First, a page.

Summary: Conforming loan limits have increased in Portland, Oregon in 2020 as a result of higher home prices. But the limit is still much higher than the average home price in the city, leaving a lot of wiggle room for buyers.
Home prices in Portland, Oregon have been rising steadily for the last few years. As a result, federal housing officials raised the conforming and jumbo loan thresholds for the Portland metro area in 2020. Here’s an updated look at those revised limits, and how they relate to house prices in the city.
Definition: A conforming mortgage loan is one that meets the size restrictions (and other guidelines) used by Freddie Mac and Fannie Mae, the government-sponsored corporations that purchase mortgage loans from lenders. When a home loan exceeds these limits, it is referred to as a jumbo mortgage.
Home Prices Holding Steady in Portland
As of July 2020, the median home price for Portland, Oregon had risen to around $467,600. That’s based on data provided by the real estate information company Zillow. Other sources might report slightly different figures, though they’re all in the same ballpark.
In a real estate context, the median price is basically the midpoint for the market. Half of all homes are valued above the median, while the other half are valued below it. The statewide median home price was $372,800 in July. Portland is a comparatively higher priced real estate market due to the strong demand from buyers in the city.
Jumbo Loan Threshold Increased for 2020
So that’s an updated look at home prices. But what about loan limits? At the end of 2019, the Federal Housing Finance Agency announced they were raising the conforming loan limits for 2020. This was done in response to steady home-price appreciation that occurred nationwide during 2019.
These limits vary by county because they are based on house prices, which also vary from one area to the next. In the Portland metro area, the conforming loan limit for a single-family home was raised to $510,400 for 2020. Anything above that is considered a jumbo mortgage and might come with additional scrutiny.
So what does this mean for home buyers who are planning to buy a house in the Portland area? It means that slightly more than half of the homes for sale in the area fall below the conforming loan limit assigned to Multnomah County. So, in theory, buyers should have plenty of homes choose from without going above the jumbo mortgage threshold.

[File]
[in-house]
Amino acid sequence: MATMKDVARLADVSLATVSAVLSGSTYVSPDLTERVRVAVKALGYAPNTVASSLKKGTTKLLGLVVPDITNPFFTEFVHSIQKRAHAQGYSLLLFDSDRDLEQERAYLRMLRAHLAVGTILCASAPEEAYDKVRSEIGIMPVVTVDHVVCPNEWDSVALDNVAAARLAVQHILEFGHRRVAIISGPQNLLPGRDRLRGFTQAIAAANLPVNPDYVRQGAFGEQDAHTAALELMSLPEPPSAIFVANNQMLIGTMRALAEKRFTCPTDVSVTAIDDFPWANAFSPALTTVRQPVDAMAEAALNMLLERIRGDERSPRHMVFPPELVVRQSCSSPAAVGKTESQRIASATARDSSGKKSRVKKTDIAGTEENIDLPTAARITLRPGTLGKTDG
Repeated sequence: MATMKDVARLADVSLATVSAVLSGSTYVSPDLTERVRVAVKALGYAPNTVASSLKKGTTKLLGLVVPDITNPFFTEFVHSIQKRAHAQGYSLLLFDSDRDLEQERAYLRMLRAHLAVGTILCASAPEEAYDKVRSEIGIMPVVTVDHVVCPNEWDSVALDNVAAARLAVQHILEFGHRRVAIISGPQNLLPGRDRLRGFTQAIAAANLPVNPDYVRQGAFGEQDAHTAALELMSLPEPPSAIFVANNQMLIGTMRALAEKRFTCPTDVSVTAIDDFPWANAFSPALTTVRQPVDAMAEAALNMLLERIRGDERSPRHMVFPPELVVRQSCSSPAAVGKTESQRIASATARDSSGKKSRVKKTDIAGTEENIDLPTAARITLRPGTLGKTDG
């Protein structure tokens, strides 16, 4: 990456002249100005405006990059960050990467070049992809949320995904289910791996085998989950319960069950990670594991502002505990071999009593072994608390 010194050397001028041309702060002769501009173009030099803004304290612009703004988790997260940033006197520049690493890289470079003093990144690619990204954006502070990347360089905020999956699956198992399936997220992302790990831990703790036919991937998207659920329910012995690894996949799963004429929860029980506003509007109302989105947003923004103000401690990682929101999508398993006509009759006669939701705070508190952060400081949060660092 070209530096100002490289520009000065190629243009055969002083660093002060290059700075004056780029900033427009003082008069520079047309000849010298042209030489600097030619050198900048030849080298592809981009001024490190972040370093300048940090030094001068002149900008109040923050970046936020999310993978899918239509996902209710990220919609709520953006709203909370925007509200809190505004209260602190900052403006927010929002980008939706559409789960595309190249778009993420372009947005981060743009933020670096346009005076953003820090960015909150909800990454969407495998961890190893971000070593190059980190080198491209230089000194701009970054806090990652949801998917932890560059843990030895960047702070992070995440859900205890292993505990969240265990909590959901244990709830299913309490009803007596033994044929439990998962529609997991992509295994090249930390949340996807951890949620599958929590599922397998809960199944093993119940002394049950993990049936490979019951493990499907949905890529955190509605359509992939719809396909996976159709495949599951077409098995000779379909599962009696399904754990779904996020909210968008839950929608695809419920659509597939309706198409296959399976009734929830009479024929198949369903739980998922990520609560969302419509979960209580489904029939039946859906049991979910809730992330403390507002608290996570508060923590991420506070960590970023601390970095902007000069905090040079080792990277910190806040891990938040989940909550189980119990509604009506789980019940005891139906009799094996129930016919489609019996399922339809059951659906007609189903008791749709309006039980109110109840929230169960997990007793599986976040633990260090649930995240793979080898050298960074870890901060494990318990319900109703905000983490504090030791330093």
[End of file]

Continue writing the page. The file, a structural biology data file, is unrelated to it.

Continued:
Note: It’s possible to borrow more than the conforming loan limit by using a “jumbo” mortgage. But the qualification and income requirements can be a bit more stringent, due to the higher amount of money being borrowed. As a result, most borrowers and home buyers in Portland tend to stay within the conforming loan range.
Housing Supply Is Still Tight
The reality, though, is that Portland’s real estate market is still experiencing a supply shortage. We have reported on this many times in the past, because it’s an important factor that’s driving the local real estate market.
As of this summer 2020, inventory in Portland sits at around a 2.3-month supply. Five to six months is considered a normal or balanced real estate market. So things are still tight from an inventory standpoint.
Despite the supply shortage, the higher loan limits that were established for 2020 should still benefit buyers, at least when it comes to mortgage financing.
Need a Mortgage in Portland?
Sammamish Mortgage is a local mortgage company serving the broader Pacific Northwest region, including Washington state, Idaho, Colorado, and Oregon. We are proud to offer a wide variety of mortgage programs and products with flexible qualification criteria. Please contact us if you have any questions or are ready to apply for a home loan.